A large boulder with a bronze plaque placed on the Edgar County Courthouse lawn in 1921 is shining like it’s brand new.
Workers from Adams Memorial removed the bronze plaques from the stone approximately three weeks ago to begin the process of cleaning and restoring the tablets listing the names of Revolutionary War veterans buried in Edgar County. One of the tablets was created in 1921 and the second tablet dates from 1974 when additional research confirmed more veterans than were named on the original marker.
“It was in really bad shape,” Robert Stammer of Adams Memorials said about the 1921 bronze.
Refurbishing the bronze involved using a mild acid to dissolve a decades old patina to uncover the original surface. Other restoration techniques included applying three successive layers of paint and buffing off each layer as part of the cleaning process. A sandblaster with a tiny tip was used to clean the area between letters and the interiors of letters.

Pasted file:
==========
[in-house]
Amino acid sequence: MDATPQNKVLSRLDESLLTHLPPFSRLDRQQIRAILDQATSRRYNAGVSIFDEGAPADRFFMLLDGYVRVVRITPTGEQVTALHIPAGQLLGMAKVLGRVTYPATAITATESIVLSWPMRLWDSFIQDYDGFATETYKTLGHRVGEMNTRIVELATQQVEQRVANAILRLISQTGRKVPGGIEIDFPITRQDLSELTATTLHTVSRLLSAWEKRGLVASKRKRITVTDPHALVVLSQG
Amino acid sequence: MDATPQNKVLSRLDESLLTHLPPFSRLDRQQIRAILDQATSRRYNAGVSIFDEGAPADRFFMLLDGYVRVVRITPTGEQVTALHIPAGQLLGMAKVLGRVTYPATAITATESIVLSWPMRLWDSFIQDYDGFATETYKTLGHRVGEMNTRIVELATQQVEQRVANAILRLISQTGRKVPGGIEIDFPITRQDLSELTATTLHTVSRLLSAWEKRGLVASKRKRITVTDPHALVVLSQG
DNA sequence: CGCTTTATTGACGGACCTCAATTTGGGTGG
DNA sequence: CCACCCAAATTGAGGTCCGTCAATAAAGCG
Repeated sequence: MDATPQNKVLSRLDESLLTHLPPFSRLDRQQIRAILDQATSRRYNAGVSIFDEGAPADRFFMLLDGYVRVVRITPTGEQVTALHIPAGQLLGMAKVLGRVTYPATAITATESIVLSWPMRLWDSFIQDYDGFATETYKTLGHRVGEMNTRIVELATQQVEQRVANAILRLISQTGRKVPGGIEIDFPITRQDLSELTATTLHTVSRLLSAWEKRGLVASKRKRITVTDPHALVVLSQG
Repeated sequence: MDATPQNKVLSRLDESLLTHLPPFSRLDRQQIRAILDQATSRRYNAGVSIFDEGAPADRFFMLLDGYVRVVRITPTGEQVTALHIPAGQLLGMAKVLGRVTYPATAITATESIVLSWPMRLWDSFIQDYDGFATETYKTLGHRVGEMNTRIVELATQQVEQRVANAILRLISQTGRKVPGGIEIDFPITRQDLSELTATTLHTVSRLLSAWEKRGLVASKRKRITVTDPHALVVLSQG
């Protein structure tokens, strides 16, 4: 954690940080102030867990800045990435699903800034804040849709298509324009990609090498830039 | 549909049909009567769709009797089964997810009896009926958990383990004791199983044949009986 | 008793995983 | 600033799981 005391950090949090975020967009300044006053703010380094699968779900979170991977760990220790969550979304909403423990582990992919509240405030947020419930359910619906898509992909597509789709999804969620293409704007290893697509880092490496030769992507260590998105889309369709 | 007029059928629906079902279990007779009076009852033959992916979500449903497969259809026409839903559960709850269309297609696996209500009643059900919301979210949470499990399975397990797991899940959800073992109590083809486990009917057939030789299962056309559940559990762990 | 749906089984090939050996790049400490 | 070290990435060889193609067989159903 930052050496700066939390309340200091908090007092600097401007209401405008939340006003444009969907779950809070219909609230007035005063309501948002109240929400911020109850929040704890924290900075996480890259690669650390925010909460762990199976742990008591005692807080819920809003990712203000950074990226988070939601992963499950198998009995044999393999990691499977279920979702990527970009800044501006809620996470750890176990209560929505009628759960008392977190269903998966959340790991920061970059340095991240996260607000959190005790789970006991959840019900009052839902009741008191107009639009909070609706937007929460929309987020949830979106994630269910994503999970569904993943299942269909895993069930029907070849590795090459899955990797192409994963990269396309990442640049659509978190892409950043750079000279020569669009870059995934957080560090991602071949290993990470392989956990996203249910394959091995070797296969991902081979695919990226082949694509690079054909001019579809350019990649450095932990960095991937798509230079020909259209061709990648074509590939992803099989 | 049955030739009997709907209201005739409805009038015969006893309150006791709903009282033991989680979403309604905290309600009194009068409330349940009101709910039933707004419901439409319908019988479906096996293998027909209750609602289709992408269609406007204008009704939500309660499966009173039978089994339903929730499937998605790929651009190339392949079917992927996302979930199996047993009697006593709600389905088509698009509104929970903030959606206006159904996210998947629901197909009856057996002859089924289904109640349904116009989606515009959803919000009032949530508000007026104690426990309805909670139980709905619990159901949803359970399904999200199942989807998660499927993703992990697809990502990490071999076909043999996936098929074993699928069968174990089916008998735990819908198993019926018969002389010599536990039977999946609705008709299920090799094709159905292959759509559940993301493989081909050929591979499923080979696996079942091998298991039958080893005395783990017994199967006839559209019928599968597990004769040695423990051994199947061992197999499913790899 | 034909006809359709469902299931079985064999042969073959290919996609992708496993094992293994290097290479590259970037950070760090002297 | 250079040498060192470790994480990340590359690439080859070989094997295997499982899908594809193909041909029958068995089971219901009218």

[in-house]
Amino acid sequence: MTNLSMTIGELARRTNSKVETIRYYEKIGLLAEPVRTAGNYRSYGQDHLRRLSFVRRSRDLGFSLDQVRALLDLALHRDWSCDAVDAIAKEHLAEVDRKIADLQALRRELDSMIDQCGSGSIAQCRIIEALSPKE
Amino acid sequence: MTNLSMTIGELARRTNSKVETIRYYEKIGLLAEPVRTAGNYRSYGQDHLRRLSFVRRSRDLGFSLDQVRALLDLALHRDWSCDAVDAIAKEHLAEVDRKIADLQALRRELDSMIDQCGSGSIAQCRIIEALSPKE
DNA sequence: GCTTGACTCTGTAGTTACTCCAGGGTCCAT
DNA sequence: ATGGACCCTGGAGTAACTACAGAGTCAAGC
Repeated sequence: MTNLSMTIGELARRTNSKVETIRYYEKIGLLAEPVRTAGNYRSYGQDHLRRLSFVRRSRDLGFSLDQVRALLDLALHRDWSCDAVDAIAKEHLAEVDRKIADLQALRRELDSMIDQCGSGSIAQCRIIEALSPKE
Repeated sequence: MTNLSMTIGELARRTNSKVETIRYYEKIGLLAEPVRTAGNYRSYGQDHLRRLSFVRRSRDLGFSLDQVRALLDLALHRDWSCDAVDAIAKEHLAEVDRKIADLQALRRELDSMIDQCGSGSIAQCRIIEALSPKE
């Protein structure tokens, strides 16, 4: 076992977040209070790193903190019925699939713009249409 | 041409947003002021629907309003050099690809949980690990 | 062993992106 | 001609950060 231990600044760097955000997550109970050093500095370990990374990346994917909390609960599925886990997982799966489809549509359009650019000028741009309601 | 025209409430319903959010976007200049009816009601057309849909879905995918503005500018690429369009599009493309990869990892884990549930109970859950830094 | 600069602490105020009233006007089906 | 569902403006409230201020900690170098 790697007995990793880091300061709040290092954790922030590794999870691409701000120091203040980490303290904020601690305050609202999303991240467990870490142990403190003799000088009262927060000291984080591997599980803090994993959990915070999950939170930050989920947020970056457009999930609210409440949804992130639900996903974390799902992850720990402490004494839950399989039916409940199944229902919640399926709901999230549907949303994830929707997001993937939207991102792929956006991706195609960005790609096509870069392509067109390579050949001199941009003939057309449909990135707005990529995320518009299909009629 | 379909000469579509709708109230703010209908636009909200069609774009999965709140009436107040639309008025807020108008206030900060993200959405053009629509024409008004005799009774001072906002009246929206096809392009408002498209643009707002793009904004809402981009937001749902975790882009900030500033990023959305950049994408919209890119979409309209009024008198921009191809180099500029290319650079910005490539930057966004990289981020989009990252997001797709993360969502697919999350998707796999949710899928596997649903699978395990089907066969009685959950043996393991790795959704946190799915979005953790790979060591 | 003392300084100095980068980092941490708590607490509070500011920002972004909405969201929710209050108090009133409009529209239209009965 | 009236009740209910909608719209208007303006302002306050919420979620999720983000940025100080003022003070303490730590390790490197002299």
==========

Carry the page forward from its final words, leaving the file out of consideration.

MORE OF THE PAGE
Stammer said workers were careful during buffing to make sure the lettering and other elements of the marker were not distorted. He noted some rounding of the letter edges did occur but not so much as to be noticeable or to make the information hard to read.
Cleaning revealed some surface pitting in the older tablet, but Stammer said the pitting is a result of the original casting technique and nothing can be done about it. The final step was applying 10 coats of a finish sealer that includes an ultra-violet protection agent. The sealer was also applied to the back of the metal tablets placed against the stone as a moisture barrier.
Before the tablets were put back in place Monday, April 22, the stone was power washed and cleaned of nearly a century’s accumulation of dirt and pollutants.
This marker dedicated to the Revolutionary War soldiers was a creation of the local chapter of the Daughters of the American Revolution, and Paris resident Patti McHenry, who is a D.A.R. member, worked to raise money for the restoration. The Edgar County Historical Society assisted with the project.
Fundraising was successful enough to restore the Revolutionary War marker and another stone on the northwest corner of the courthouse lawn for Abraham Lincoln.
Stammer said the Lincoln monument presented special challenges because the table is attached to the stone in such a way that it cannot be removed. All of the cleaning work was done on site.
“We will use a real light abrasive and a sand blaster because I don’t want to spill chemicals on the ground,” Stammer said.